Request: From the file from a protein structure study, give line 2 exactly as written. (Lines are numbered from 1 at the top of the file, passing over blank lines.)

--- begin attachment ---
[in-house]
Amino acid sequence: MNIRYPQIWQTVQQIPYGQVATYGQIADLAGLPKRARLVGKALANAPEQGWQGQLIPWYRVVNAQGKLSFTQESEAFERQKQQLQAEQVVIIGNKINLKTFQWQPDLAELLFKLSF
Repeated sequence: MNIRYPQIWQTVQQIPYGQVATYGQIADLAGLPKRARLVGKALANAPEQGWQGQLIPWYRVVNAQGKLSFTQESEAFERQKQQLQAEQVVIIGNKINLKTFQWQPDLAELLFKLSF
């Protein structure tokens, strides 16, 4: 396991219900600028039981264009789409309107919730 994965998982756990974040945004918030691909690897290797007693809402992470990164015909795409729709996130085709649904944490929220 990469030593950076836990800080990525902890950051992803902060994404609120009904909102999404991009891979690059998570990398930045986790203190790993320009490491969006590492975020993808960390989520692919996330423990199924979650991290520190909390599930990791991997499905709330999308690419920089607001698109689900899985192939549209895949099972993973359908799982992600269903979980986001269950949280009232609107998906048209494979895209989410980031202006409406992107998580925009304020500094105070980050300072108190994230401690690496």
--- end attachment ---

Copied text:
Amino acid sequence: MNIRYPQIWQTVQQIPYGQVATYGQIADLAGLPKRARLVGKALANAPEQGWQGQLIPWYRVVNAQGKLSFTQESEAFERQKQQLQAEQVVIIGNKINLKTFQWQPDLAELLFKLSF